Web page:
Garden Diversity can equal better Organic Pest & Disease Control

Success in your Garden is Proportionate to the Health of Your Soil

Your Focus will Determine Your Outcome (and Lifestyle)

Organic Pest Control – Two Stories

Playing with the hand you’ve been dealt – even in the Garden

5 comments to New to Organic Gardening & Proving the Skeptics Wrong

  • Betty Taylor

    Yes, patience is key! Every year my garden gets better, healthier, and more productive, with fewer and fewer pests and weeds. Over the years my soil has improved and become more fertile. If I had taken the “easy” or “quick” way out and used chemicals, my soil would be getting sicker each year, the bugs and weeds would become more resistant, and my produce be no better than what I could buy in the store. Why work so hard at a garden if you’re not going to enjoy wonderful, tasty, chemical-free fruits and vegetables? Many years and many gardens have made me a believer.

  • Jenae

    Oh, Wow! Thank you so much, Theresa! I had read through some of your posts before I ordered your book, but these links are just what I was searching for! They, along with the book, are going to be so helpful! This first garden of ours is going to be a learning experience, for sure, as we’re just getting the feel for gardening. But next year, I am going to put all of your steps in place from the beginning! Thank you again for all of your help! I really appreciate it!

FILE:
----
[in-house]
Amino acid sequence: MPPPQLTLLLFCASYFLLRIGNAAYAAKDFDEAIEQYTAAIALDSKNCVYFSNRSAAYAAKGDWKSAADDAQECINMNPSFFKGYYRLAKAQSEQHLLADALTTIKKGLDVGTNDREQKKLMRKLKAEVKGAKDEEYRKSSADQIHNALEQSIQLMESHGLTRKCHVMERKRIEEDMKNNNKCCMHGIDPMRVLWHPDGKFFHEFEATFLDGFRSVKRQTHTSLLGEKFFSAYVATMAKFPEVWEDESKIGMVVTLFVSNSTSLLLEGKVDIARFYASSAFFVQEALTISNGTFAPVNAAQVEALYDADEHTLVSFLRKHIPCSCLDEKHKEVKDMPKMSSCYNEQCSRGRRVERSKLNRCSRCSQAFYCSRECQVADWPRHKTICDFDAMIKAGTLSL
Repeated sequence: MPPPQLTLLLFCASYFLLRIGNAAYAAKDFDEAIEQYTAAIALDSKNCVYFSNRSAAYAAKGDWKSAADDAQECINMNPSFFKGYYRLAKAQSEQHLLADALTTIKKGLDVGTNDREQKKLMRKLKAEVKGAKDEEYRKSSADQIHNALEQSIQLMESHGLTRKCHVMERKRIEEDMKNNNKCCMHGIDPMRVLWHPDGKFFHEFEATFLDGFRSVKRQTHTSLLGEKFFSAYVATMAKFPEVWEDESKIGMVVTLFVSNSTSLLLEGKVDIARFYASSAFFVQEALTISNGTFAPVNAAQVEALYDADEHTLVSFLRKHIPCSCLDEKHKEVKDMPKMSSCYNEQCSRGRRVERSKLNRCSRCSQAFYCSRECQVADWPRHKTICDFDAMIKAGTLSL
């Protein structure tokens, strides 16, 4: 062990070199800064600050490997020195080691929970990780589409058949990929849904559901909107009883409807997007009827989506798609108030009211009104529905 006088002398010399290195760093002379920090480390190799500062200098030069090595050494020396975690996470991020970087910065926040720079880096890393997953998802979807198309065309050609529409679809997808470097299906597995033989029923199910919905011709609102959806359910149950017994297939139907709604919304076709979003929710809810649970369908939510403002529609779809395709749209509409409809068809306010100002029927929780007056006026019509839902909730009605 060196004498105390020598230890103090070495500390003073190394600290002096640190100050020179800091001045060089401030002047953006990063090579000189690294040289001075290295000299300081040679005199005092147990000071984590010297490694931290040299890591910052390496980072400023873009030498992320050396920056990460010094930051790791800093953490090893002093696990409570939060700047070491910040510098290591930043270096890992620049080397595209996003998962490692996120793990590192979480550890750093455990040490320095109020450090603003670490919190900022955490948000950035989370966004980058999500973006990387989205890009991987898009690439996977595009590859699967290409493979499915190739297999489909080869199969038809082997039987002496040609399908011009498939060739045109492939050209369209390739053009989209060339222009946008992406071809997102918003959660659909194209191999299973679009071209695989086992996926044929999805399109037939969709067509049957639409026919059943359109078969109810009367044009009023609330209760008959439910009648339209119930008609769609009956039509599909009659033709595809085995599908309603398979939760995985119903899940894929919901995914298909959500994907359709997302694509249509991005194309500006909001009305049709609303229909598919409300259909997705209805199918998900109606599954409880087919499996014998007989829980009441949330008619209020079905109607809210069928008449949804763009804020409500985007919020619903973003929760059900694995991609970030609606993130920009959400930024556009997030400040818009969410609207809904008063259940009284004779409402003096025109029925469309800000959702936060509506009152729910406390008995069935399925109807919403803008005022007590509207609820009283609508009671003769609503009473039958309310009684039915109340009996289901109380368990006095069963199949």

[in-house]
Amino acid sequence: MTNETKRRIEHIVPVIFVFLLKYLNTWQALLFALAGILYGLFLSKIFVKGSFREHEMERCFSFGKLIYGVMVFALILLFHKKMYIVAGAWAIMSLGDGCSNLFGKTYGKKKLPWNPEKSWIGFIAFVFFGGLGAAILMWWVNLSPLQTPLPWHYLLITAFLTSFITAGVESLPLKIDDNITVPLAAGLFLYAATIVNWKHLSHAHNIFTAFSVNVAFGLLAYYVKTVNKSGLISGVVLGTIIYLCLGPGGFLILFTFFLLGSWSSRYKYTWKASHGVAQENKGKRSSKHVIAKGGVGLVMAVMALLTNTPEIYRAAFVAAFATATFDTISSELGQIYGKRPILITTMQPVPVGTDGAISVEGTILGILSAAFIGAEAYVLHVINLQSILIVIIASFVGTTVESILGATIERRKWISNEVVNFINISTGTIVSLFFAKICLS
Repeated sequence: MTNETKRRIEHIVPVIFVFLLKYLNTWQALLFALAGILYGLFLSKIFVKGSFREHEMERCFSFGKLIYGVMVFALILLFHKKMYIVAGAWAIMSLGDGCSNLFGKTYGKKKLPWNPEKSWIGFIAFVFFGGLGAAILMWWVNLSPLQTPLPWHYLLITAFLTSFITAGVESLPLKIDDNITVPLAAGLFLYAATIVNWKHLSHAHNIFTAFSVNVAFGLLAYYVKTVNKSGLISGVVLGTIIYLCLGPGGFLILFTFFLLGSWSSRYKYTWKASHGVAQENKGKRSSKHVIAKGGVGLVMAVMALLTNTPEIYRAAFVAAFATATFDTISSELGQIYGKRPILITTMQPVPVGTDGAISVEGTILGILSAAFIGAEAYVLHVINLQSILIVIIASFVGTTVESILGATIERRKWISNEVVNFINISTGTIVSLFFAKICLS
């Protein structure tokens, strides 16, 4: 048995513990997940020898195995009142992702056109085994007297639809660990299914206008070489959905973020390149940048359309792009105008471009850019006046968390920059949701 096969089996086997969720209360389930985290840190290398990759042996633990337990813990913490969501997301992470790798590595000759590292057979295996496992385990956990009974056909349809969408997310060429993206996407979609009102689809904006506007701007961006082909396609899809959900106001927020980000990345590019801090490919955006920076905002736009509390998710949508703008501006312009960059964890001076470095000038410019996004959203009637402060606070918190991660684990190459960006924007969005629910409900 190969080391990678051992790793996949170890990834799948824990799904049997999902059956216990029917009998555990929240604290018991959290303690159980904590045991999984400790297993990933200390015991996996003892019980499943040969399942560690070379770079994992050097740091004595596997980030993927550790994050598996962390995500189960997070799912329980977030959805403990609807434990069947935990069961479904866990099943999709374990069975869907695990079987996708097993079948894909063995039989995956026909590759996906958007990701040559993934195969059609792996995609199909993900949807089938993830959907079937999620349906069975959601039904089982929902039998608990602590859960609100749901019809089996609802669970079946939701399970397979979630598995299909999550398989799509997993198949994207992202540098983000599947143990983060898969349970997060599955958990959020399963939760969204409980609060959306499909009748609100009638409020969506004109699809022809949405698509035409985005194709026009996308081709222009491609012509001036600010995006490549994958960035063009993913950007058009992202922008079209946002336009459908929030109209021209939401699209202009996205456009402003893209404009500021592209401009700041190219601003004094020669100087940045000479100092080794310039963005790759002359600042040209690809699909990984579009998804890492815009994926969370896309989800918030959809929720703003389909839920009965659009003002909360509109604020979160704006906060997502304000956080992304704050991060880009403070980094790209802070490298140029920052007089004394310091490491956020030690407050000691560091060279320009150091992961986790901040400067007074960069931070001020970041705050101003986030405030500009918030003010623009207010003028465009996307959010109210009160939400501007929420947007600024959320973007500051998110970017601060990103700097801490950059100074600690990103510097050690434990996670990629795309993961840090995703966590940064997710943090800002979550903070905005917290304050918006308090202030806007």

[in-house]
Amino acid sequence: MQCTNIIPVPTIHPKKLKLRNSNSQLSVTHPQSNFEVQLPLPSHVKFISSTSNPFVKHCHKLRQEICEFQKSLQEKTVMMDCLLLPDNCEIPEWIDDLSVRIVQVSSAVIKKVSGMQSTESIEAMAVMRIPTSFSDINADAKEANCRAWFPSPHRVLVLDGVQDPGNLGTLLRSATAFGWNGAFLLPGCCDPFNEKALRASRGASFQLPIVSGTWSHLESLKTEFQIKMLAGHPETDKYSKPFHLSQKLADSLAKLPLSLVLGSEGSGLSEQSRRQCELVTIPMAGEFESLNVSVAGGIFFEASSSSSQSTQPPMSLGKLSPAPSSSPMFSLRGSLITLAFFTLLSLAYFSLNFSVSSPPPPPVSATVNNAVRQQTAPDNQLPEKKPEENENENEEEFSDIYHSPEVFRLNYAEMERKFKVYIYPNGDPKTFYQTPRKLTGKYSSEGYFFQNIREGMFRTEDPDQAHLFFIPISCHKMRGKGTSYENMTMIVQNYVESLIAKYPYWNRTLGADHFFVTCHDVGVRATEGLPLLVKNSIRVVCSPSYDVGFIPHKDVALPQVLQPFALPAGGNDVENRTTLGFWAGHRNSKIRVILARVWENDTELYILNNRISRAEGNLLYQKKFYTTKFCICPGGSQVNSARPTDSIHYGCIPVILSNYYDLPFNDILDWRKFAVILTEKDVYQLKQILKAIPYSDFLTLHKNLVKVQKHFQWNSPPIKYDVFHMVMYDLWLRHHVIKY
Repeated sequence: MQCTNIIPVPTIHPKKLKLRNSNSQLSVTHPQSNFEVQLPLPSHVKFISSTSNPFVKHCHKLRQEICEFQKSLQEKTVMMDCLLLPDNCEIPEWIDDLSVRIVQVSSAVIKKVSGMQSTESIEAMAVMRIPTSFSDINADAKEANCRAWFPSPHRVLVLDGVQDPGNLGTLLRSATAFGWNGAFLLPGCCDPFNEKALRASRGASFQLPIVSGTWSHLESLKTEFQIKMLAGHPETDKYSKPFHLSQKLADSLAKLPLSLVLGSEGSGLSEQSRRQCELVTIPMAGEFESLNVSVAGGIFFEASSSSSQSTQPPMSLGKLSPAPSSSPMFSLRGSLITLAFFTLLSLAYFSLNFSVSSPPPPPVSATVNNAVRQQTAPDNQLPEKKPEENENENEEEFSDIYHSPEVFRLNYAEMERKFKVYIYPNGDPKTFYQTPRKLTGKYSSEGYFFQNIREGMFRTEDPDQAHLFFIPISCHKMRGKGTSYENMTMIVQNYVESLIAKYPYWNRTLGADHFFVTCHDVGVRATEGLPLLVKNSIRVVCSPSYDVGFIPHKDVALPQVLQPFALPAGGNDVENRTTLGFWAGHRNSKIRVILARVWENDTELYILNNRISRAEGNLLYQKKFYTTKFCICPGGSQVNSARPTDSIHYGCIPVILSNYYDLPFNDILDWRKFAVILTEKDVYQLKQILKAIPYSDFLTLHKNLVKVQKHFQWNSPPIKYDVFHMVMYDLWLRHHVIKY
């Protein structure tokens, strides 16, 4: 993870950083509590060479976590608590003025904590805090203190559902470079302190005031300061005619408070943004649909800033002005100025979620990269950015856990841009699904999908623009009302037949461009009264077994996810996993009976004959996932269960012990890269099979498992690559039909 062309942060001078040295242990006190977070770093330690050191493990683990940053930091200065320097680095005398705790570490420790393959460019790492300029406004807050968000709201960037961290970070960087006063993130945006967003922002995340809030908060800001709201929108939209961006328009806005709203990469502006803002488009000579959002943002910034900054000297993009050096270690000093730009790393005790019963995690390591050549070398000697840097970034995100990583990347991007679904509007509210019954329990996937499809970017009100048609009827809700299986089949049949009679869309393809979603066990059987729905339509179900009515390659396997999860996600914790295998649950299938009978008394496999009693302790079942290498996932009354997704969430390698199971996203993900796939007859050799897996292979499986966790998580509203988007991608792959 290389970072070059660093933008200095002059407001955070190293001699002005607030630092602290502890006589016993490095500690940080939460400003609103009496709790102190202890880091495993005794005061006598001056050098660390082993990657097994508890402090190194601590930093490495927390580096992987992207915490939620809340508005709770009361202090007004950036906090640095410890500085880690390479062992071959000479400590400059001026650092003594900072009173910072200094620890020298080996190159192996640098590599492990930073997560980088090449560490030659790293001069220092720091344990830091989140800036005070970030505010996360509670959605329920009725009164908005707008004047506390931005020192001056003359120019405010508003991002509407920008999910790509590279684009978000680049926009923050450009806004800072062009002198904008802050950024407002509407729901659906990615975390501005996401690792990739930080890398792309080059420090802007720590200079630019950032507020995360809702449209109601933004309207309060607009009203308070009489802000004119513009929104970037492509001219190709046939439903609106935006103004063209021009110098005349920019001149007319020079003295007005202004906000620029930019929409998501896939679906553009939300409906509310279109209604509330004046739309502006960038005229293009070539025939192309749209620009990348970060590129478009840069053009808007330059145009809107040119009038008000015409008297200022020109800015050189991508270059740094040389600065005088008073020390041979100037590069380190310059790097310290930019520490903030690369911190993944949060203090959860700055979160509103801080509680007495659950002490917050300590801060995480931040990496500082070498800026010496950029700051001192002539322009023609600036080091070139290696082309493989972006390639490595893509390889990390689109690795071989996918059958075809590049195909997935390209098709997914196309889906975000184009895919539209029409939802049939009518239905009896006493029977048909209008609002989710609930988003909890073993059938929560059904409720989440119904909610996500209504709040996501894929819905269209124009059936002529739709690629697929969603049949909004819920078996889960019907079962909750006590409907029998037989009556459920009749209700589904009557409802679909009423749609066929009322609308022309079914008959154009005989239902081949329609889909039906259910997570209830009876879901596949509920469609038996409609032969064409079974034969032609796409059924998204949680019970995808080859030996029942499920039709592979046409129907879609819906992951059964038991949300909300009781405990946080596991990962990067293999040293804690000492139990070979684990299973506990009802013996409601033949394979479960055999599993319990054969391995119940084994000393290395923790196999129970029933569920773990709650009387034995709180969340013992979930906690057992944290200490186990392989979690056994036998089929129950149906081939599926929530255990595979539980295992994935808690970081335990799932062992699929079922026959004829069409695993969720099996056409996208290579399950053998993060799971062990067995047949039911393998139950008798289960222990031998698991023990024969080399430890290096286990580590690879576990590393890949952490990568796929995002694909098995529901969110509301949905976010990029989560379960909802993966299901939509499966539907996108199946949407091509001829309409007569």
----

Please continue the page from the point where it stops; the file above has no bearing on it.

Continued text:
Jenae

  • Ty Hege

    Thank you Theresa for encouraging us once again. I have read your book and others you have suggested and they have changed my life. I also watched a video recently on “Back To Eden Gardening” that made a point I found very logical and important. They talked about our tendency to only want produce without blemish and “perfect” but pointed out the reason the bugs won’t eat it is that it is POISON! The bugs are smart enough to leave it alone. So it looks good and we eat it poisoning ourselves. That which is pleasing to the eye is not always good for us and those things that seem imperfect are often of great value. A lesson for life.

  • Farming Bear

    I have no doubt that this reader will be 100% successful using your methods, Theresa. When we started, we had many in our family who looked down on organic methods – mainly because the methods were different from that which they solidified in their minds as the right way. Some were the children and grandchildren of those who had made a living in conventional farming and others were backyard gardeners who were confident in gardening conventionally.

    Although we more than proved each one of the naysayers wrong, none of them acknowledged our success nor did any of them change their ways. To this day, many years later, they are still trying to “teach” us how to garden the way they think is right. Now, I just smile, try to think the best of them, and ignore it. Some folks are just blinded by pride. And if they ever ask, I would be happy to share my November tomatoes with them.

  • Steve

    Theresa,
    You are lovely in many ways. Your intelligence goes beyond the issue at hand. Your persistence goes beyond success. Your success goes beyond your will. You have been able to use fate in positive ways. Faith seems to be your firm foundation though. The faith to acquire what is needed for the situation at hand, in this case it is growing produce with the earth naturally. I have always thoroughly enjoyed reading your posts. They are life inspiring, educational, to the point, and help us to grow food naturally.
    I miss a little something, if you don’t post when I am in need of some education.

    Keep me coming back for more.
    PS my garden is doing the best this year since I started. Much of it due to reading your posts.
    Thanks
    Steve